Workers rally against L&I’s job-killing 40 percent tax increase

posted in BIAW Newsletter


Olympia, WA - Over three hundred business owners and workers from around Washington State
attended BIAW’s “No Rate Increase Without Reform” rally at the state
Department of Labor & Industries’ (L&I) headquarters in Tumwater earlier
this month.

Organized by BIAW and a broad coalition of business associations, including
the Washington Contract Loggers Association and National Federation of
Independent Business, the rally protested L&I’s job-killing 40 percent
increase in workers’ comp rates for 2003.

The rally was held before the public hearing scheduled on the rate increase
and featured remarks by Senator Tim Sheldon (D-Potlatch) and Representative
Jim Clements (R-Selah). Both Sheldon and Clements blasted L&I and agency
Director Gary Moore for the proposed 40 percent tax increase.
Television stations Q13 and KOMO News 4 were on hand to cover the rally and
interviewed BIAW members on the tax increase.

The proposed increase comes during an economic recession that has resulted
in Washington State facing a budget shortfall of more than $2 billion and
the nation’s highest unemployment rate.
“Businesses cannot shoulder the additional burden of a 40 percent tax
increase when the state’s economy is in such a perilous condition,” said
BIAW Treasurer and Mason County homebuilder Gary Cronce. “Washington’s
workers’ compensation system is collapsing, and merely pouring more money
into the system won’t help,” said Cronce.

“What will help is reforming the system—implementing better ways to operate,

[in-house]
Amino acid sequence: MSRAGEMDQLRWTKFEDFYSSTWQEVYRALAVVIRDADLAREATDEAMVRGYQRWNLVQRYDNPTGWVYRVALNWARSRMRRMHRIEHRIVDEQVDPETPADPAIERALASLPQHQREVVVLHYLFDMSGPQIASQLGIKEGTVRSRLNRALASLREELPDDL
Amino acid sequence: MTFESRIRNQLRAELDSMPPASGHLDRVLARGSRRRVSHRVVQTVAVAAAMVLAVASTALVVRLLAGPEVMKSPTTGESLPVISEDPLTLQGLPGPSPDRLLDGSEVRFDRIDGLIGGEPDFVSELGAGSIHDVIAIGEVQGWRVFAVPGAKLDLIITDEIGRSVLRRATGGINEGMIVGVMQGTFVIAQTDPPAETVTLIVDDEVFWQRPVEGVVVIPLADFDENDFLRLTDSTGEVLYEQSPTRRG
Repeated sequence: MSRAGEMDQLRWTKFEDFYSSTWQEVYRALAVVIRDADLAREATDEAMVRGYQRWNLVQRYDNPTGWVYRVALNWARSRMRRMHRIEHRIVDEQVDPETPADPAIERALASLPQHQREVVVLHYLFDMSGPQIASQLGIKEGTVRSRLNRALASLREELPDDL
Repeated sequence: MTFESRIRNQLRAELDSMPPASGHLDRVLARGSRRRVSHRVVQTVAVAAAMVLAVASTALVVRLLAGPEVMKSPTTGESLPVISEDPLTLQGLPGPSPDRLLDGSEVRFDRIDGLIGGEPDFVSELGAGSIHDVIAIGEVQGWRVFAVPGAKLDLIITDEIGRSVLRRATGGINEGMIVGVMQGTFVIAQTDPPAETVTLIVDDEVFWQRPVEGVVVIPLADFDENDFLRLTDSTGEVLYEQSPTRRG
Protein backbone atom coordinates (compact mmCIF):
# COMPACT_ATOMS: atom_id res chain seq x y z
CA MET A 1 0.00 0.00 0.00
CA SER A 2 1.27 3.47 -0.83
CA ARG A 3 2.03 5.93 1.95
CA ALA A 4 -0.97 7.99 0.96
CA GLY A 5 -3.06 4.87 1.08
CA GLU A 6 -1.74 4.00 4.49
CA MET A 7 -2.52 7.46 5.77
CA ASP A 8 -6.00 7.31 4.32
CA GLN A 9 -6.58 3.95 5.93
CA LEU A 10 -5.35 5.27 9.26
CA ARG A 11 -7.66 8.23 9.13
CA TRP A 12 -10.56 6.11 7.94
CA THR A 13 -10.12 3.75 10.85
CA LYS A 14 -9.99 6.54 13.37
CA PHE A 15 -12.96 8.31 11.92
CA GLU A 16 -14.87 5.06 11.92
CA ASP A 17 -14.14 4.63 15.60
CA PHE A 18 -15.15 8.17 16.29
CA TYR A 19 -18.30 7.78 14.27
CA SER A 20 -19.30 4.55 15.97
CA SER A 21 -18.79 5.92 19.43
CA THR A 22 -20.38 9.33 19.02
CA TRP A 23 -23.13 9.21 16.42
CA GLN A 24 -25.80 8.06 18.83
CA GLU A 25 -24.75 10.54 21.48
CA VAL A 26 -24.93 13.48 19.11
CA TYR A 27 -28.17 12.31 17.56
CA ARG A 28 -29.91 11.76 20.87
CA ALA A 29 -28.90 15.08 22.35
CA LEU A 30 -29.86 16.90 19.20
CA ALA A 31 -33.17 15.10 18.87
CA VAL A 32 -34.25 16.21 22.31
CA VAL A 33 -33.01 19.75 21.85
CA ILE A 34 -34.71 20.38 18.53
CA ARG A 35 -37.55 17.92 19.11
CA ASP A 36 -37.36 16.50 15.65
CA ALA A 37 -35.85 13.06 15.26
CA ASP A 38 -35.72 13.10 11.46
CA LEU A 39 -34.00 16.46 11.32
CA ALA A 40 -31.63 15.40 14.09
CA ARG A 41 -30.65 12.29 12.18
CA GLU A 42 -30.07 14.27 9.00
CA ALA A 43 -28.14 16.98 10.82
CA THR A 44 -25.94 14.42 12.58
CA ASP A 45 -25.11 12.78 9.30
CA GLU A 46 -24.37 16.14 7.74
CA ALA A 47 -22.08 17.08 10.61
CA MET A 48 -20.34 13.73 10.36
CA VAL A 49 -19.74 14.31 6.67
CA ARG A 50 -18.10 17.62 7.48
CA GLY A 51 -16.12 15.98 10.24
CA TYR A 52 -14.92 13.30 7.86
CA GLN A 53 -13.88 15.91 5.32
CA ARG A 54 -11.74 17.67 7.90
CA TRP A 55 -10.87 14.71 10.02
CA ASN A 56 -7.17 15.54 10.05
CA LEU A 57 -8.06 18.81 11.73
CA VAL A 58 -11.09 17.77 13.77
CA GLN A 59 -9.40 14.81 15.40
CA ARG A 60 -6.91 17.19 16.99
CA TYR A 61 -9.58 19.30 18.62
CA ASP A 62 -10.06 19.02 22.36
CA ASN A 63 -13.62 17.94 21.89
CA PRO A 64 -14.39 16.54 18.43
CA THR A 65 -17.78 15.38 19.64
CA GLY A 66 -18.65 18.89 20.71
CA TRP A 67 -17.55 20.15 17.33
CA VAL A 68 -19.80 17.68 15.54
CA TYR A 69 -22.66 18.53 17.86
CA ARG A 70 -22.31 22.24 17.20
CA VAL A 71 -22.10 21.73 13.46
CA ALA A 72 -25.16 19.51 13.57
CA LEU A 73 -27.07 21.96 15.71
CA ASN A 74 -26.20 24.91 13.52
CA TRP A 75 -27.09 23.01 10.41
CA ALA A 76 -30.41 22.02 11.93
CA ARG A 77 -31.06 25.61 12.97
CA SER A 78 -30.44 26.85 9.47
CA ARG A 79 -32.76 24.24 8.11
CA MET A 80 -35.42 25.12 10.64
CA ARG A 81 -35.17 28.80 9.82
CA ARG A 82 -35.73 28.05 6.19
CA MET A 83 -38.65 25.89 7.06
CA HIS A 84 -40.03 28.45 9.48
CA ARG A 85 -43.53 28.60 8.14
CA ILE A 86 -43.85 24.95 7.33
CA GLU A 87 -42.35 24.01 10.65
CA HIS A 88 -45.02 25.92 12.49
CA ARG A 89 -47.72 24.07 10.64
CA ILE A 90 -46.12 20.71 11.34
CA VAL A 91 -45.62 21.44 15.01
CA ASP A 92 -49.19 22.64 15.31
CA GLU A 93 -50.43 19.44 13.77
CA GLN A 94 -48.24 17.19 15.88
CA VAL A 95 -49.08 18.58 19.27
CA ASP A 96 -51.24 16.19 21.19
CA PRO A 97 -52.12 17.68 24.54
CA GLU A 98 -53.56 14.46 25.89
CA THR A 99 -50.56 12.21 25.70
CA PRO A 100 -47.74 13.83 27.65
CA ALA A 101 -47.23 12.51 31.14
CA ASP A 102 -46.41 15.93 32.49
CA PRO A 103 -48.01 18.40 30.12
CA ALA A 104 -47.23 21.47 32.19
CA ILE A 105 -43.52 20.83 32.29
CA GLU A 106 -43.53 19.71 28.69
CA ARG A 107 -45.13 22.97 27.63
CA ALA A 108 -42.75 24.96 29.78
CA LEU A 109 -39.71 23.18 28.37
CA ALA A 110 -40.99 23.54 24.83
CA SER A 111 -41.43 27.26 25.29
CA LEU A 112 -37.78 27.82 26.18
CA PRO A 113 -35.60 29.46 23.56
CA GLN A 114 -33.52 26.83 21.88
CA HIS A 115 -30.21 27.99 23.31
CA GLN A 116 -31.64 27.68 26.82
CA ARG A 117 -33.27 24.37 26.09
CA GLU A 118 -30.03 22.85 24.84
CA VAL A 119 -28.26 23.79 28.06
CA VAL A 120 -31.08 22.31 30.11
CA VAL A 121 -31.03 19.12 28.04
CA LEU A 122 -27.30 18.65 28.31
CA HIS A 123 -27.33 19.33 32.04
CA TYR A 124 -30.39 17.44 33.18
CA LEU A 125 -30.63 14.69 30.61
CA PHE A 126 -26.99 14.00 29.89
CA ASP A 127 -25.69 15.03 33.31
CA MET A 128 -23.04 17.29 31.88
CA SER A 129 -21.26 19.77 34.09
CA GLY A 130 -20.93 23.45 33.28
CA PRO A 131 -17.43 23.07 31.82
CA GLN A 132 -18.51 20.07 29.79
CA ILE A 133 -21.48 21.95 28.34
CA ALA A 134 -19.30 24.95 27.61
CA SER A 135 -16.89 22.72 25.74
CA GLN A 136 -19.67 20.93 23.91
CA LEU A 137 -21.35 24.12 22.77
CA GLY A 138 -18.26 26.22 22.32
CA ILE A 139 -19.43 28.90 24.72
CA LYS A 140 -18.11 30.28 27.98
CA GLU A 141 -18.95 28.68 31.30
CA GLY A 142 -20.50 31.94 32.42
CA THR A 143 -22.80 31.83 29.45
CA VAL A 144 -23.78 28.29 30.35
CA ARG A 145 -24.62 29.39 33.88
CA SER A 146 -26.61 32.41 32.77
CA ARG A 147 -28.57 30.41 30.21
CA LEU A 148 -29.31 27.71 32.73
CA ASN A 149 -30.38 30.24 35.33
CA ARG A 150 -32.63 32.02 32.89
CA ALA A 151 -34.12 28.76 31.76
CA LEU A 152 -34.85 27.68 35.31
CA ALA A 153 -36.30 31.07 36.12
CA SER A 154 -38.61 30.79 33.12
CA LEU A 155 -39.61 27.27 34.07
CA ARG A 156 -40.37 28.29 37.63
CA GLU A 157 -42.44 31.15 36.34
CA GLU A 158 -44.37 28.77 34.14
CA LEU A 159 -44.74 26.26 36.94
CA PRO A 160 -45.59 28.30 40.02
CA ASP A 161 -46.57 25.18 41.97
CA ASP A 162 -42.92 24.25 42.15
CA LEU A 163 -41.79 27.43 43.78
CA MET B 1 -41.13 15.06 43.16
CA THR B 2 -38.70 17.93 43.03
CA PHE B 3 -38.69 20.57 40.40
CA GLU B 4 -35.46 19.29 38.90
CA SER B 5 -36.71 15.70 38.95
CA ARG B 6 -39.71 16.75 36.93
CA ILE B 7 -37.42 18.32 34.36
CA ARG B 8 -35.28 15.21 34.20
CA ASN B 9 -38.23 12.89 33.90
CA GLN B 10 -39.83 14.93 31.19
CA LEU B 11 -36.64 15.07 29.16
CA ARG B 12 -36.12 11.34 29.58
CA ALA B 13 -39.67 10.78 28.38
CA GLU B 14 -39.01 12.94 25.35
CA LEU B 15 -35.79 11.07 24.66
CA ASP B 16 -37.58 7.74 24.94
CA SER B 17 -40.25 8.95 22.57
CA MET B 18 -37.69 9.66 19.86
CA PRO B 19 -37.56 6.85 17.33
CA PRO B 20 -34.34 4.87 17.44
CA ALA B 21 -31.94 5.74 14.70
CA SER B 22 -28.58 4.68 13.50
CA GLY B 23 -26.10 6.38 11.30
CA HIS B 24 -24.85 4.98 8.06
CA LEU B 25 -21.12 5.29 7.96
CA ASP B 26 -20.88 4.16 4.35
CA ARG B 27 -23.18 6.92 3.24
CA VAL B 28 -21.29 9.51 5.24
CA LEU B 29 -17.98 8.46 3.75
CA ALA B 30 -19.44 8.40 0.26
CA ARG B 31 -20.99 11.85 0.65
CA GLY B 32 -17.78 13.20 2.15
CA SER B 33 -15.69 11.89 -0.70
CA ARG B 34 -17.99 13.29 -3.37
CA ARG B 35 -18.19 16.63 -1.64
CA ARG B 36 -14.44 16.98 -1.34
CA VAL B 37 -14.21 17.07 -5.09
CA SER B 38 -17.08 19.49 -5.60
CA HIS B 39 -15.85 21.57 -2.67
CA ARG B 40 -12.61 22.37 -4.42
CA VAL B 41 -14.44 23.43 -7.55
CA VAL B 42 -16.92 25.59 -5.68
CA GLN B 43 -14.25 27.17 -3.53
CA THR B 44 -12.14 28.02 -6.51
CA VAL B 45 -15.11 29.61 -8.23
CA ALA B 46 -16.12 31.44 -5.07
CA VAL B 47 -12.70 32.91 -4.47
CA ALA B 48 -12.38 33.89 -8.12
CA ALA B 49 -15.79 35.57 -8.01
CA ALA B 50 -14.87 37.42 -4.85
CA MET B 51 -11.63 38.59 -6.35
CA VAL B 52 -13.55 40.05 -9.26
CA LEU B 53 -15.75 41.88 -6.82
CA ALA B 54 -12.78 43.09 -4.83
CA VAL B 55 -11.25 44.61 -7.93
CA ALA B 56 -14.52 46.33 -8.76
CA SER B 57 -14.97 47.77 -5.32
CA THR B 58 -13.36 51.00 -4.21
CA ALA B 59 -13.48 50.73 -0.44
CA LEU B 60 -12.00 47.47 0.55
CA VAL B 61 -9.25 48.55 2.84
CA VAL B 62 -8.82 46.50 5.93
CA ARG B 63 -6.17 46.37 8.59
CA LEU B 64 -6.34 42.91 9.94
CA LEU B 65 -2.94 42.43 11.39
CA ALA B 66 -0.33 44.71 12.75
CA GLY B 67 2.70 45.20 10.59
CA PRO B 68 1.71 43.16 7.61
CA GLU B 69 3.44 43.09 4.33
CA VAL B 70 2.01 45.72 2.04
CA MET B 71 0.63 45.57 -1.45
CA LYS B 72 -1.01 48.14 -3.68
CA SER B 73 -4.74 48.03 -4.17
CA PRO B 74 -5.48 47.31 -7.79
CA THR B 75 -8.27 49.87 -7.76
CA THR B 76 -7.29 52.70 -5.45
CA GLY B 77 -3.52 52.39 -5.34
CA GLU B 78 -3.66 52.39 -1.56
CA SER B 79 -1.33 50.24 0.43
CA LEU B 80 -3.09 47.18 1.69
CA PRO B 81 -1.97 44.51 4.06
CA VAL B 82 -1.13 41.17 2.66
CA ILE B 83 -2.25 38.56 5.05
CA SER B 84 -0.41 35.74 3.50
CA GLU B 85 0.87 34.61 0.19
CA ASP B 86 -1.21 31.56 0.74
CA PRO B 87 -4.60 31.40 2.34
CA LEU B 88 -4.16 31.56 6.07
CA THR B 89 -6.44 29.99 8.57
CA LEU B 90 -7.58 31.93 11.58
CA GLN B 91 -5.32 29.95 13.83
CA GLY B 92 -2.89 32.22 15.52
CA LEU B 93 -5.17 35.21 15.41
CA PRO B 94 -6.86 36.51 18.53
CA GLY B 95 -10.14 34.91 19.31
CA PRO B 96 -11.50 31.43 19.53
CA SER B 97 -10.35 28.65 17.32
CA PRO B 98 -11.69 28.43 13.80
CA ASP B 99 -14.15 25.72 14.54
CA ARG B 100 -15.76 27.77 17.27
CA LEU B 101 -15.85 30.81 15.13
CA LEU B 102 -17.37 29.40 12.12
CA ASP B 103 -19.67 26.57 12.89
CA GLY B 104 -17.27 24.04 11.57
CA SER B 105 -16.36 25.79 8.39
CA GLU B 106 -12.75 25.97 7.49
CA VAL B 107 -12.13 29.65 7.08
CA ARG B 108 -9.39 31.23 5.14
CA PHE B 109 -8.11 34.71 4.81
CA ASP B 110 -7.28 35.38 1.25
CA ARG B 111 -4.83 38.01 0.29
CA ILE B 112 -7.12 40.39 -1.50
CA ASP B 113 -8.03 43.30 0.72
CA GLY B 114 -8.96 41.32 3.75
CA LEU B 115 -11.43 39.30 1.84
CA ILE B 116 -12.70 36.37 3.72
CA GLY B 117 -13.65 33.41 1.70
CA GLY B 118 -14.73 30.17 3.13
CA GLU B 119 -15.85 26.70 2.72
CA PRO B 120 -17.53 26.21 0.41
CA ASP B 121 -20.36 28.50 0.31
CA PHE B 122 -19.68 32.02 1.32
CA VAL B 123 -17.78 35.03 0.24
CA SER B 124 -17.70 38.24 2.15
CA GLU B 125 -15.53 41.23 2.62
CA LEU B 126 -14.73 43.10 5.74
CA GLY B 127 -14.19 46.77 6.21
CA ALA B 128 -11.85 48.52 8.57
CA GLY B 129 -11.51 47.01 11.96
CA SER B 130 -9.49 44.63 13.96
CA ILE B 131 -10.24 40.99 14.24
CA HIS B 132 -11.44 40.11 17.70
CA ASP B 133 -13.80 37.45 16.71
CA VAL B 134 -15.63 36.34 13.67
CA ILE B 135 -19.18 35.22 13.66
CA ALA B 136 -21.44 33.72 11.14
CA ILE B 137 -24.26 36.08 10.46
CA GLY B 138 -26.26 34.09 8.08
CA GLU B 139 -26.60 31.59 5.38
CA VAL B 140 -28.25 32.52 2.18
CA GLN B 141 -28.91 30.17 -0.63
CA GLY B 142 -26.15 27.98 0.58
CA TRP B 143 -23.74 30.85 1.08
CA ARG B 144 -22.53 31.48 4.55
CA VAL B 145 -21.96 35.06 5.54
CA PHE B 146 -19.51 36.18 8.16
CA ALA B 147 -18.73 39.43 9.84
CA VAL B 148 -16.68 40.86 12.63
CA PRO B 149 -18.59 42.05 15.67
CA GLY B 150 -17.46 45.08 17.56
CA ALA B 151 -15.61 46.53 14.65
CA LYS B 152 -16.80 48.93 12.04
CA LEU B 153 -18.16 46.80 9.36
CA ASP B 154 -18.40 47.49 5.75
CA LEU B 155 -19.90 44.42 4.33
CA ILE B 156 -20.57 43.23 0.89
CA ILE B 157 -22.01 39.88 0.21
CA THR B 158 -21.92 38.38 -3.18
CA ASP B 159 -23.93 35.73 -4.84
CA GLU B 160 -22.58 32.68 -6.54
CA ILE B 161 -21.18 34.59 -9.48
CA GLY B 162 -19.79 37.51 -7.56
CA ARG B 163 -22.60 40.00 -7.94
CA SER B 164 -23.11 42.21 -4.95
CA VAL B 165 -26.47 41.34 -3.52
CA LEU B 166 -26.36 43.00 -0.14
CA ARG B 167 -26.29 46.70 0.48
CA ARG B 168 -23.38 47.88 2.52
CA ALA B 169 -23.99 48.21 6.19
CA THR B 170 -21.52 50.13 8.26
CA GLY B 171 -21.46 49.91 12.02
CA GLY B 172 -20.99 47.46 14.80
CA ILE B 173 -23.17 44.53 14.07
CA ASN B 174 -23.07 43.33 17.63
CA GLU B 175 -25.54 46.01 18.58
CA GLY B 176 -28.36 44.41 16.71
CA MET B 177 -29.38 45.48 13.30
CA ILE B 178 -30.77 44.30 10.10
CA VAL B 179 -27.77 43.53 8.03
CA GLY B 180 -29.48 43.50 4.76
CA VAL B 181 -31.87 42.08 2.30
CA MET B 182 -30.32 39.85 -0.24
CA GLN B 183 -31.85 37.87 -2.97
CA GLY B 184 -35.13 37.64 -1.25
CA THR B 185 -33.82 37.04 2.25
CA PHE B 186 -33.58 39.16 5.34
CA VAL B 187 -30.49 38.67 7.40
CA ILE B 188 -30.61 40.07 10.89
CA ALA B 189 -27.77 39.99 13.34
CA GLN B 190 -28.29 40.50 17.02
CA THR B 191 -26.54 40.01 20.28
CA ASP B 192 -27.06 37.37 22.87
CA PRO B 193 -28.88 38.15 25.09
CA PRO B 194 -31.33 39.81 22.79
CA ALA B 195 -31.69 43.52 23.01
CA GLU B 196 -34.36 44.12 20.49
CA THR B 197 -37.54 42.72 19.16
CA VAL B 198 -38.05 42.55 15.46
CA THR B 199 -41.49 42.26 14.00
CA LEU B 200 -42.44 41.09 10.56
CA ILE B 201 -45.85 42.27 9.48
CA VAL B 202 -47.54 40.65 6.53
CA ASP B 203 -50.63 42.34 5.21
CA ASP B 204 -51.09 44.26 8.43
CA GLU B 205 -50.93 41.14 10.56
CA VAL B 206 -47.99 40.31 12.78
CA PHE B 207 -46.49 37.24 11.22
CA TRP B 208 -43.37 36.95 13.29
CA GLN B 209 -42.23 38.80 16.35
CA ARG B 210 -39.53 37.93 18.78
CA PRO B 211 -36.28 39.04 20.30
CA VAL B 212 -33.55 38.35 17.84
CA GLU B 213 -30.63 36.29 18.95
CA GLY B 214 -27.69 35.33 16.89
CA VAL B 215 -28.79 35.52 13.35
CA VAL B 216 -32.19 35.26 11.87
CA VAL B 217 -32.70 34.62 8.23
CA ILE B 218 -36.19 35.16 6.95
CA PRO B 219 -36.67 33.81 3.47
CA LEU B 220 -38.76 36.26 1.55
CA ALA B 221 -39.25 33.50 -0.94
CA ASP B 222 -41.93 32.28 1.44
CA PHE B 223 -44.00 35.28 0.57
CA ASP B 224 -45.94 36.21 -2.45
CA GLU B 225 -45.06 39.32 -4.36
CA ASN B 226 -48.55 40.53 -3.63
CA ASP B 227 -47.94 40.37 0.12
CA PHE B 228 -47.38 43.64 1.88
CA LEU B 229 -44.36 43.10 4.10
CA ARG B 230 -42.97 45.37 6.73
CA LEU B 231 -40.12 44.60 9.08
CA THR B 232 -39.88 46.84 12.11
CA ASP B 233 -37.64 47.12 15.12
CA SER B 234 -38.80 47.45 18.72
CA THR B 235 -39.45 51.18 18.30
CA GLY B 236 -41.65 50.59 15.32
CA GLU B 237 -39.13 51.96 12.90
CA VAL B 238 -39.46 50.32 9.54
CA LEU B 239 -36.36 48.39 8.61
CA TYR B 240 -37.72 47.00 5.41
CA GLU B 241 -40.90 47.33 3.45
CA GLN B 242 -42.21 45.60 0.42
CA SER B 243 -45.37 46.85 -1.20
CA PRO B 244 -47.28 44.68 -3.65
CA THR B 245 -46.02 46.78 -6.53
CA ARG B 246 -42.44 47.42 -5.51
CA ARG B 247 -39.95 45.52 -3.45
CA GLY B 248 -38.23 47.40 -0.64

increased efficiency and cost cutting measures,” said Cronce. “For instance,
BIAW has recently obtained a copy of a memo sent by Director Moore directing
L&I claims managers to pay workers’ comp benefits to illegal aliens,’” he
added. “This is in direct violation of both state and federal law.”

The proposed rates don’t just affect employers. Both employers and employees
pay the workers’ compensation premiums for this “industrial insurance.” Of
the $371 million generated by the tax increase, employers will pay $247
million while workers pick up the rest of the $124 million tab.

Construction employers and workers will be among the hardest hit by the
proposed rates. Framing contractors will pay $1,200 more each year for every
employee while workers will fork over an extra $469 out of their paychecks.

These increased taxes will be passed along to homebuyers, making housing
even less affordable. As a direct result of this tax hike, homebuyers in
Washington will face an estimated $2,000 increase in the price of an average
new home in 2003.

“This is significant given that every $1,000 increase in the price of a home
squeezes 20,000 families out of the housing market,” said Cronce. “Young
families, senior citizens and low to middle income working families are the
ones hurt the most by these soaring home prices,” he said.

BIAW discovers L&I pays benefits to illegal aliens

Last month BIAW filed a public records request with the state Department of
Labor & Industries (L&I) to determine whether L&I has a policy of awarding
workers’ compensation claims and benefits to illegal aliens. The BIAW
request also sought studies and reports that L&I may have on the number of
claims paid to illegals and the total amount paid on those claims. A recent
U.S. Supreme Court decision, Hoffman Plastic Compounds, Inc. v. National
Labor Relations Board, affirmed illegal immigrants are not eligible for
workers’ compensation benefits.

L&I subsequently disclosed five documents. One of the documents was a
policy statement by L&I Director Gary Moore in which he instructs his
department to provide injured workers with workers’ comp benefits “without
regard to immigration status.” Moore’s statement was dated shortly after
the U.S. Supreme Court decision and, as an unpublished policy, violates both
state and federal law.



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